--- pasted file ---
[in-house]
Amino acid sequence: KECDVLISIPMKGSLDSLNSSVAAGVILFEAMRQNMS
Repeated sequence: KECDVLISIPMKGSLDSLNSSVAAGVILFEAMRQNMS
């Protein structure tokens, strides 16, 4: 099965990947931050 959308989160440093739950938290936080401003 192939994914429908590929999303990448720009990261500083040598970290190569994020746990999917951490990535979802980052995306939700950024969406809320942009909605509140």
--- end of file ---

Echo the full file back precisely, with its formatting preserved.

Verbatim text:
[in-house]
Amino acid sequence: KECDVLISIPMKGSLDSLNSSVAAGVILFEAMRQNMS
Repeated sequence: KECDVLISIPMKGSLDSLNSSVAAGVILFEAMRQNMS
């Protein structure tokens, strides 16, 4: 099965990947931050 959308989160440093739950938290936080401003 192939994914429908590929999303990448720009990261500083040598970290190569994020746990999917951490990535979802980052995306939700950024969406809320942009909605509140």